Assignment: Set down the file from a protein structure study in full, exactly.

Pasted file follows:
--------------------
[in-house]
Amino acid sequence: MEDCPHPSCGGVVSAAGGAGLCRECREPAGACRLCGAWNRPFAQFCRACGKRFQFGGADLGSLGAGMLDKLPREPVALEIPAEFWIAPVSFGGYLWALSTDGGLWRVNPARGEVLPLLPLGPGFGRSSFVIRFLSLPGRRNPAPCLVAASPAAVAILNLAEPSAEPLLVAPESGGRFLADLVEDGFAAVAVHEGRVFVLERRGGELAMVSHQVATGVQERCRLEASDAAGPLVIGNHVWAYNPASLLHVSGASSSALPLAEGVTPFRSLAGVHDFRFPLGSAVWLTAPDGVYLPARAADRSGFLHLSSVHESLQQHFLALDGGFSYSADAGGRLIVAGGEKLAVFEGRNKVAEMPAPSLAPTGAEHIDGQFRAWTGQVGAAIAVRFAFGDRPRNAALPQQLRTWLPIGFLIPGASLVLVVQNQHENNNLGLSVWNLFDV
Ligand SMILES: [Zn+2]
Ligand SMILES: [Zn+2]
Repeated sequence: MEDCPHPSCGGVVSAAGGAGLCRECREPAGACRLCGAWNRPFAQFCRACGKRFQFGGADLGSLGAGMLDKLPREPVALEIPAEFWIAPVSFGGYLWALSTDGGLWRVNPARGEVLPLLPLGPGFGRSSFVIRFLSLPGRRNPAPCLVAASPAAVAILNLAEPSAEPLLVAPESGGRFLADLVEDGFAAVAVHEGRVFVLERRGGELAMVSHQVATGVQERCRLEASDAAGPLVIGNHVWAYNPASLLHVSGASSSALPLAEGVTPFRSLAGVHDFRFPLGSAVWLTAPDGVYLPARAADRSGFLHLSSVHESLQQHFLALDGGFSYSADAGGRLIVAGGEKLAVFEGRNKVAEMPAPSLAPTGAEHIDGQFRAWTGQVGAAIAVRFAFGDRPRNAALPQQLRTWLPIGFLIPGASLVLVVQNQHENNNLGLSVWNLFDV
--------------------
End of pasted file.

[in-house]
Amino acid sequence: MEDCPHPSCGGVVSAAGGAGLCRECREPAGACRLCGAWNRPFAQFCRACGKRFQFGGADLGSLGAGMLDKLPREPVALEIPAEFWIAPVSFGGYLWALSTDGGLWRVNPARGEVLPLLPLGPGFGRSSFVIRFLSLPGRRNPAPCLVAASPAAVAILNLAEPSAEPLLVAPESGGRFLADLVEDGFAAVAVHEGRVFVLERRGGELAMVSHQVATGVQERCRLEASDAAGPLVIGNHVWAYNPASLLHVSGASSSALPLAEGVTPFRSLAGVHDFRFPLGSAVWLTAPDGVYLPARAADRSGFLHLSSVHESLQQHFLALDGGFSYSADAGGRLIVAGGEKLAVFEGRNKVAEMPAPSLAPTGAEHIDGQFRAWTGQVGAAIAVRFAFGDRPRNAALPQQLRTWLPIGFLIPGASLVLVVQNQHENNNLGLSVWNLFDV
Ligand SMILES: [Zn+2]
Ligand SMILES: [Zn+2]
Repeated sequence: MEDCPHPSCGGVVSAAGGAGLCRECREPAGACRLCGAWNRPFAQFCRACGKRFQFGGADLGSLGAGMLDKLPREPVALEIPAEFWIAPVSFGGYLWALSTDGGLWRVNPARGEVLPLLPLGPGFGRSSFVIRFLSLPGRRNPAPCLVAASPAAVAILNLAEPSAEPLLVAPESGGRFLADLVEDGFAAVAVHEGRVFVLERRGGELAMVSHQVATGVQERCRLEASDAAGPLVIGNHVWAYNPASLLHVSGASSSALPLAEGVTPFRSLAGVHDFRFPLGSAVWLTAPDGVYLPARAADRSGFLHLSSVHESLQQHFLALDGGFSYSADAGGRLIVAGGEKLAVFEGRNKVAEMPAPSLAPTGAEHIDGQFRAWTGQVGAAIAVRFAFGDRPRNAALPQQLRTWLPIGFLIPGASLVLVVQNQHENNNLGLSVWNLFDV